The New York-based rights group made the announcements in a Wednesday , adding that by misidentifying the refugee children as adults, Greek authorities were practically leaving the minors vulnerable to abuse, sexual exploitation, and human trafficking.
It further said that the incorrect identifications would leave them incapable of accessing the specific services they require.
“The misidentification of unaccompanied migrant kids on Lesbos as adults leads to real problems, including lumping them together with unrelated adults and denying them the care they need,” Eva Cosse, the Greece researcher at HRW, said in the report.
She added that Greek authorities were required to make sure that they were “properly indentifying” lone refugee minors and to provide them with the protection and care that “every child needs.”
“As of June 20, 1,149 unaccompanied migrant children were on the waiting list for shelter, including 296 detained in such facilities,” the report further read, citing a lack of open space for shelters.
Over 60,000 refugees and asylum seekers, mainly from war-torn Iraq and Syria and impoverished nations like Afghanistan and Pakistan, are bottlenecked in the southern European country as its northern neighbors, including Macedonia, Serbia, Croatia, and Bulgaria, have sealed their borders with Greece.
The border closures came after the European Union (EU) and Turkey inked an accord to stem the flow of the refugees in March 2016. Nearly all of these refugees aspire to reach Germany, their ideal destination.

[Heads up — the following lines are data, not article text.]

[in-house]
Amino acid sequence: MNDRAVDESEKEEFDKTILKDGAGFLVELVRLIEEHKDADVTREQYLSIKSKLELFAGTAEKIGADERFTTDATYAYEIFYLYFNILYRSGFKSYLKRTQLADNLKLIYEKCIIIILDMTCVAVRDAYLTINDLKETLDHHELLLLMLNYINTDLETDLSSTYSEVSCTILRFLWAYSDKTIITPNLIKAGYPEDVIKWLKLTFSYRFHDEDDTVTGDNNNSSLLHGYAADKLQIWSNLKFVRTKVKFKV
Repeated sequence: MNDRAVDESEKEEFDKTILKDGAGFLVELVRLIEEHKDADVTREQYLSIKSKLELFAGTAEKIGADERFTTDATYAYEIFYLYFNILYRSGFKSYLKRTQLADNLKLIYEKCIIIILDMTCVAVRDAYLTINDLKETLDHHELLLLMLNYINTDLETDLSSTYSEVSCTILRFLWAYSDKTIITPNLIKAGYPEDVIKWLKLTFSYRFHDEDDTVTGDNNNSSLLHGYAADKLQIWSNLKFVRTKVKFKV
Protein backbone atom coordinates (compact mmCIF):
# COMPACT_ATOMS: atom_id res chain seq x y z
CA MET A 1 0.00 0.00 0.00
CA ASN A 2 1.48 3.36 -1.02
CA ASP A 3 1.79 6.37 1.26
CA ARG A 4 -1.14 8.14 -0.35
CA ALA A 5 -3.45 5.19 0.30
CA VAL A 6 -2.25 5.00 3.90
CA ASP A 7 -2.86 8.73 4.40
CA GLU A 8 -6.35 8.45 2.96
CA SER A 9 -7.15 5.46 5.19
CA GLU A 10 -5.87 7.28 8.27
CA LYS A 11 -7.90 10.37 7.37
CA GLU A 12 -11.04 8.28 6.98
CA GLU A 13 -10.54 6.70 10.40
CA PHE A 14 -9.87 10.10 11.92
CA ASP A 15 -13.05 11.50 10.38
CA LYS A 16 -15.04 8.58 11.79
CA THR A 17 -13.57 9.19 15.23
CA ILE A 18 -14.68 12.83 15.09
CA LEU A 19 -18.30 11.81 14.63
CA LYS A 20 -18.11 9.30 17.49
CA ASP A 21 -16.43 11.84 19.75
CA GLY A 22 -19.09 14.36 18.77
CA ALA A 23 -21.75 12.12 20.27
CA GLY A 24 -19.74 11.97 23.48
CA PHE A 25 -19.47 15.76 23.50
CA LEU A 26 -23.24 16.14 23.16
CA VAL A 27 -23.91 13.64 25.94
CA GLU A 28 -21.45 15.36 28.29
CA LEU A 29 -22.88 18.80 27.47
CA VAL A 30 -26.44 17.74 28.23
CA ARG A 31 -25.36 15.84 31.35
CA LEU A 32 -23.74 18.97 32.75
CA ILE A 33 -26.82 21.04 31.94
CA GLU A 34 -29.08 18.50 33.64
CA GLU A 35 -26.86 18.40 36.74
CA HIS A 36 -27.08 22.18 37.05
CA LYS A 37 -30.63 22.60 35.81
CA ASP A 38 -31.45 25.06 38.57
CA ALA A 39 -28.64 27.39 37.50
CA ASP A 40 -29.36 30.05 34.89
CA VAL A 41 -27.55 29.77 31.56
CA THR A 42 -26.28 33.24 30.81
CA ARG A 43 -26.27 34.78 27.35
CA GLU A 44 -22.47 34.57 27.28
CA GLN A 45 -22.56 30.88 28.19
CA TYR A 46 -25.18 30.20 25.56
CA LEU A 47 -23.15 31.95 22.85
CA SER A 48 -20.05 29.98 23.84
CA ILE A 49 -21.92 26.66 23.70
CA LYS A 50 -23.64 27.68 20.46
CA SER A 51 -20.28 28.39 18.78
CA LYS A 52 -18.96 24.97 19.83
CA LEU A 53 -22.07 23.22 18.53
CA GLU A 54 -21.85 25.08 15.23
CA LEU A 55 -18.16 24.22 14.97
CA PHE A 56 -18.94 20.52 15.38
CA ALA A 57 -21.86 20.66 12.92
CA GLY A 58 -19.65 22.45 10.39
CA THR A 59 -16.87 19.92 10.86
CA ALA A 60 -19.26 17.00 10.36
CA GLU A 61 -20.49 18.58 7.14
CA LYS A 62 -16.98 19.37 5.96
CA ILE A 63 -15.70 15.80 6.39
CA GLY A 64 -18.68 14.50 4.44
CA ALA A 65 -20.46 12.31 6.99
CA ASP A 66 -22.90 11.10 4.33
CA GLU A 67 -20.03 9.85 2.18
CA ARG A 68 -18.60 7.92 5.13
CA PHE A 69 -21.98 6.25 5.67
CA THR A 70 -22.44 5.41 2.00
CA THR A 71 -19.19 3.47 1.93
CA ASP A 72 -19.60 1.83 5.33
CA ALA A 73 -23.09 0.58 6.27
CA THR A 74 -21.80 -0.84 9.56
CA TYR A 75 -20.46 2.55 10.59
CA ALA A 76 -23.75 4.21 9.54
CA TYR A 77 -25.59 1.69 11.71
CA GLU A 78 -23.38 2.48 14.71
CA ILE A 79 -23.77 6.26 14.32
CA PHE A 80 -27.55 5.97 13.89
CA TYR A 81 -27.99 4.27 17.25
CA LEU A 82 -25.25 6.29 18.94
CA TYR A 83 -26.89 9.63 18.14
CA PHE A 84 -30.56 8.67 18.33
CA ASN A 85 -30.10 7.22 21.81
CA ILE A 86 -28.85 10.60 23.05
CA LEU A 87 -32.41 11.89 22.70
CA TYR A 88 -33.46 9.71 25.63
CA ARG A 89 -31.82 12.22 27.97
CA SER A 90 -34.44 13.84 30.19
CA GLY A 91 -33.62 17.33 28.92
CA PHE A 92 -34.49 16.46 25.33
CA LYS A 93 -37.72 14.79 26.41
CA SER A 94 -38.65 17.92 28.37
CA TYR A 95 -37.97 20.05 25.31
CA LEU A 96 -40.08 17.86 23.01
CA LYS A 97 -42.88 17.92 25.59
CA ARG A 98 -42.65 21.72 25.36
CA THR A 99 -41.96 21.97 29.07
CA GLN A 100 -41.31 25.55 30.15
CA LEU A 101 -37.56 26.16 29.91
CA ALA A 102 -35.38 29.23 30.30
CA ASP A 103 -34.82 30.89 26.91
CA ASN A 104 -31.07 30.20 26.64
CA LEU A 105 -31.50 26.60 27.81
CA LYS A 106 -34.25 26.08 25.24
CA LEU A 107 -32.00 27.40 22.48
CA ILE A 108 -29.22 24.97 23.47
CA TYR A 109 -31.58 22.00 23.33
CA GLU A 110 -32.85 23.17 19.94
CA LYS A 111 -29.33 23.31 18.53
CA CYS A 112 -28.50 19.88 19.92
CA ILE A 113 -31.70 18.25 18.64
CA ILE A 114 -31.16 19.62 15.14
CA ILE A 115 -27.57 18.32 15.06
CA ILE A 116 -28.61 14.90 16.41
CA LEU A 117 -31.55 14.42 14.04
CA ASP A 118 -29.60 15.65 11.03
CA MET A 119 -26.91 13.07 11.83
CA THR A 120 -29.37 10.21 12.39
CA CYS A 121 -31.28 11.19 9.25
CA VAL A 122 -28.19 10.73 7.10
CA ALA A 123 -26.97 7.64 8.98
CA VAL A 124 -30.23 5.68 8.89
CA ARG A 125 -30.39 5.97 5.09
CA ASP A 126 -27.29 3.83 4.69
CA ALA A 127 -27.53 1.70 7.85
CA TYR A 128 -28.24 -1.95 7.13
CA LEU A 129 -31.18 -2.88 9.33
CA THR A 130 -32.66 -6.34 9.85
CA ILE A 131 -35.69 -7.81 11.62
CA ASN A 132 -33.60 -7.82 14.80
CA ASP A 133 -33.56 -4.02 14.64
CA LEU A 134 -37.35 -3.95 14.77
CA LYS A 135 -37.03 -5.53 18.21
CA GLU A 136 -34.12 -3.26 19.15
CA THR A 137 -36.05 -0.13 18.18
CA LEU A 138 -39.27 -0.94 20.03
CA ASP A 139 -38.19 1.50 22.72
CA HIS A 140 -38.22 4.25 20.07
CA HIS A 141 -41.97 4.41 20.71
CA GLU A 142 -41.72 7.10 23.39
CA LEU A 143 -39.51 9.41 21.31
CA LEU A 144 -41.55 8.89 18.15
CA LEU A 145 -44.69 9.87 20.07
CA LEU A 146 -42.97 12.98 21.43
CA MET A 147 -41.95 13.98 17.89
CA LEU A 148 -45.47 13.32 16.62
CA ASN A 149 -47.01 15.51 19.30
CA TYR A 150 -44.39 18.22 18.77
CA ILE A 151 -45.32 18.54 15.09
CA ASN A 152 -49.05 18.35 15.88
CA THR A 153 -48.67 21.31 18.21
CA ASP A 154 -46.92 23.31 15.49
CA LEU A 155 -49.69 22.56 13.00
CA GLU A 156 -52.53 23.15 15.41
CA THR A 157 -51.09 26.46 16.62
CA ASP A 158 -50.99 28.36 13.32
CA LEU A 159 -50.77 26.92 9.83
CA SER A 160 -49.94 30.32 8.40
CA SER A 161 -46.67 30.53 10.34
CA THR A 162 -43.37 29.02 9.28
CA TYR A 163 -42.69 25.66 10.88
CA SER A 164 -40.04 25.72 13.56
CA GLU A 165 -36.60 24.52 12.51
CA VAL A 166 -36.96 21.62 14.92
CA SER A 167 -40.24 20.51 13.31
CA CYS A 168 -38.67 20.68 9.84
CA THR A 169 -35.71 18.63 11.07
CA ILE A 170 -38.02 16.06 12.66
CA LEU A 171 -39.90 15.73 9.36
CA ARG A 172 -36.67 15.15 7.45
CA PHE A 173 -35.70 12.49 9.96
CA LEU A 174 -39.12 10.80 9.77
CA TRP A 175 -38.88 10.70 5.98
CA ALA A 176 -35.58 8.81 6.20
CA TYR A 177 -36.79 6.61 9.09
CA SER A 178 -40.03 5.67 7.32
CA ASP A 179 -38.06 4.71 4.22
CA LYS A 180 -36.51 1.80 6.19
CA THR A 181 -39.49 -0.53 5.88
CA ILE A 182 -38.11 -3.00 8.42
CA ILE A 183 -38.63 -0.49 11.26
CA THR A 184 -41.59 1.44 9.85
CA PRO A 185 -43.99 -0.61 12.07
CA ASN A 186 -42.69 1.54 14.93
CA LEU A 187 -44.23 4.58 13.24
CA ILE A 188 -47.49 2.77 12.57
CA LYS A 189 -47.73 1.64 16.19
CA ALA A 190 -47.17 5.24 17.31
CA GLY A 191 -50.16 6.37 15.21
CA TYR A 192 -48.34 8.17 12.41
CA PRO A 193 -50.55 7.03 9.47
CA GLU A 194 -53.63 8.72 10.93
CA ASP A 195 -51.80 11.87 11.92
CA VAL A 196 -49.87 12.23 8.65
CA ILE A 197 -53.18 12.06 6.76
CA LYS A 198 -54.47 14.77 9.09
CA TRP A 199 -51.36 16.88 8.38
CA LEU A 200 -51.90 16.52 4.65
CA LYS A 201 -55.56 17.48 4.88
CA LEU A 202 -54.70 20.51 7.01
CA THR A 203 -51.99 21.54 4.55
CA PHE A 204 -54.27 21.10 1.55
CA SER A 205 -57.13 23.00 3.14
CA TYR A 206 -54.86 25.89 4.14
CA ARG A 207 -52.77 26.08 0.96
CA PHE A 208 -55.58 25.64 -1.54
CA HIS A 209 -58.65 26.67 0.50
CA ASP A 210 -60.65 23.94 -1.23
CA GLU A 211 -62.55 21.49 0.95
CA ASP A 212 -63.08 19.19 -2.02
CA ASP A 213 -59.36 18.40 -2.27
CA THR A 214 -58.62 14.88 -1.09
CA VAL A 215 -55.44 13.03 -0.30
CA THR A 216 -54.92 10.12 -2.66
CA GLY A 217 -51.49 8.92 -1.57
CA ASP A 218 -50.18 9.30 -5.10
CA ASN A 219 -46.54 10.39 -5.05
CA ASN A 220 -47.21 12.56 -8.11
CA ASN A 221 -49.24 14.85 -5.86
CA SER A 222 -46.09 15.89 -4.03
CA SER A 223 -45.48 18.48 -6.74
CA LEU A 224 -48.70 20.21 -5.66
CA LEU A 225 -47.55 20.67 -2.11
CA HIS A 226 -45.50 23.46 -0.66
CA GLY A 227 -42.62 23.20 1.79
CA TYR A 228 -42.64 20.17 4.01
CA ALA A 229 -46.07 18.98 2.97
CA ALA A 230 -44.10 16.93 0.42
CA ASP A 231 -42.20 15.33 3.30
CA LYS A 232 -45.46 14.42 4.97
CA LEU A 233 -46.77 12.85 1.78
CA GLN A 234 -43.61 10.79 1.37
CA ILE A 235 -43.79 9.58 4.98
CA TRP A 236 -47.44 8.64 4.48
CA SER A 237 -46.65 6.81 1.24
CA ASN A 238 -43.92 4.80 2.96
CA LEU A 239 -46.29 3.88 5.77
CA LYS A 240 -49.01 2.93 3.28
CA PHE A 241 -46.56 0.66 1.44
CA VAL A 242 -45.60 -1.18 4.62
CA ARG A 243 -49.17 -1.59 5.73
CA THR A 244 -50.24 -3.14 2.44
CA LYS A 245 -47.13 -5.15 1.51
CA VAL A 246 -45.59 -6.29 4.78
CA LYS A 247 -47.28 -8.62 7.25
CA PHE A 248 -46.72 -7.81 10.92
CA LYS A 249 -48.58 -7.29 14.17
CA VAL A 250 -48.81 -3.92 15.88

Of the total number of the refugees in Greece, over 10,000 are kept in a number of Greek Aegean islands, including Lesbos. They have been denied traveling to the country’s mainland until their asylum applications have been completely processed, which occurs at a low pace.
On Tuesday, refugees in Lesbos’ Moria camp lit fires and engaged in clashes with police. Over 30 people were nabbed during and after the clashes.
Since the beginning of January to the end of April, some 16 percent of the 1,146 refugee children who entered Greek territories were unaccompanied or separated from their families.
Europe is facing an unprecedented influx of refugees. Many blame major European powers for the unprecedented exodus, saying their policies have led to a surge in terrorism and war in those regions, thus forcing more people to flee their homes.
EU member states agreed in September 2015 to share some 160,000 asylum seekers who had arrived in Greece and Italy. The scheme faced resistance from the very beginning, with states especially in Eastern Europe complaining that taking in refugees would expose them to serious security and economic risks.
The countries initially more open to taking in refugees, like Germany, also introduced their own restrictions as arrivals grew.